Any seven consecutive days, starting with the same calendar day each week beginning at any hour on any day, so long as it is fixed and regularly occurring.
Workweek is a fixed and regularly recurring period of 168 hours, seven consecutive 24-hour periods.
Regular Rate of Pay
The regular rate of pay is the compensation an employee normally earns for the work they perform. The regular rate of pay includes a number of different kinds of remuneration, such as hourly earnings, salary, piecework earnings, and commissions. In no case may the regular rate of pay be less than the applicable minimum wage.
How “Regular Rate of Pay” is Calculated
If an employee is paid by the hour, then it’s simple: his or her regular rate of pay is equal to the hourly rate.
How is the regular rate of pay calculated for salaried employees?
Take your monthly salary, and:
Multiply it by 12 to get your annual salary.
Divide this number by 52 to get your weekly salary.
Divide this number by the legal maximum regular workweek hours (40) to get your regular rate of pay”per hour.
Piece Work or Commission
The State of California Department of Industrial Relations (DIR) has two ways to calculate regular rate of pay if you are paid by the piece or commission. Either method can be used.
The first method is to simply use the piece or commission rate as the regular rate of pay.
The DIR explains the second method this way:
If you are paid by the piece or commission, either of the following methods may be used to determine the regular rate of pay for purposes of computing overtime:
The piece or commission rate is used as the regular rate and you are paid one and one-half this rate for production during the first four overtime hours in a workday, and double time for all hours worked beyond 12 in a workday; or
Divide your total earnings for the workweek, including earnings during overtime hours, by the total hours worked during the workweek, including the overtime hours. For each overtime hour worked you are entitled to an additional one-half the regular rate for hours requiring time and one-half, and to the full rate for hours requiring double time.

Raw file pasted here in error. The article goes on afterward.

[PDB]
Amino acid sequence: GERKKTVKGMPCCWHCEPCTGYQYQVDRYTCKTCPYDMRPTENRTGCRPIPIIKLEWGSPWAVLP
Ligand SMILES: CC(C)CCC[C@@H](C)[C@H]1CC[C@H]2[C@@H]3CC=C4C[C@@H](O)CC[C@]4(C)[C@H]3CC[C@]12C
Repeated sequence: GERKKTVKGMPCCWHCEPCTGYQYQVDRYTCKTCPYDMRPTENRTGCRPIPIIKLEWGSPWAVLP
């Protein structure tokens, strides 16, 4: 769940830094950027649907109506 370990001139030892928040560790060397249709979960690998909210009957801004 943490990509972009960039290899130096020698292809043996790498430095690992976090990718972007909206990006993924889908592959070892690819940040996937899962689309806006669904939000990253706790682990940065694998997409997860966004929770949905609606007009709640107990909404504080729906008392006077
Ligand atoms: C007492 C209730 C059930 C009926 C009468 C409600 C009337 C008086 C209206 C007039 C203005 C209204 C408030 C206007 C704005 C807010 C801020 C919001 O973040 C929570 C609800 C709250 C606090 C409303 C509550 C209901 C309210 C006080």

Employees with Multiple Pay Rates
If an employee has two or more rates, a “weighted average” is used. This is calculated by adding up all the workhours in a week (whether they exceed 40 hours or not) and dividing that by the total earnings for the workweek.
The DIR gives the following example:
If you work 32 hours at $11.00 an hour and 10 hours during the same workweek at $9.00 an hour, your weighted average (and thus the regular rate for that workweek) is $10.52. This is calculated by adding your $442 straight time pay for the workweek [(32hours x $11.00/hour) + (10 hours x $9.00/hour) = $442] and dividing it by the 42 hours you worked.
Note: California’s Wage Theft Protection Act of 2011 mandates that employers to put all pay rates on the required Notice to Employees.
What Is Excluded When Calculating The Pay Rate?
Some types of payments are excluded in the calculation of the regular rate of pay. Examples are:
Vacation and Sick Days (only hours worked qualify)
Commute time (However, after arriving at work, if an employee is required to travel for the job, then that travel time is included)
See the DIR’s Overtime FAQ page for more details.
What About Bonuses?
Are bonuses included in the regular rate of pay? It depends on the type of bonus.
If a bonus is non-discretionary i.e., the bonus must to be paid based on certain criteria set forth in a contract or agreement, then it is not included.
However discretionary bonuses (such as extra pay for holidays or as a reward for good service), are included.
“On Call” Hours
Many employees are asked to be available (or “on call”) in case they are needed. Should this be included as workhours? This is another case where the answer is “It depends”.
If the employee must stay at the workplace while on call, then it counts as work time.
If the employee doesn’t have to remain at the workplace, it depends on the situation.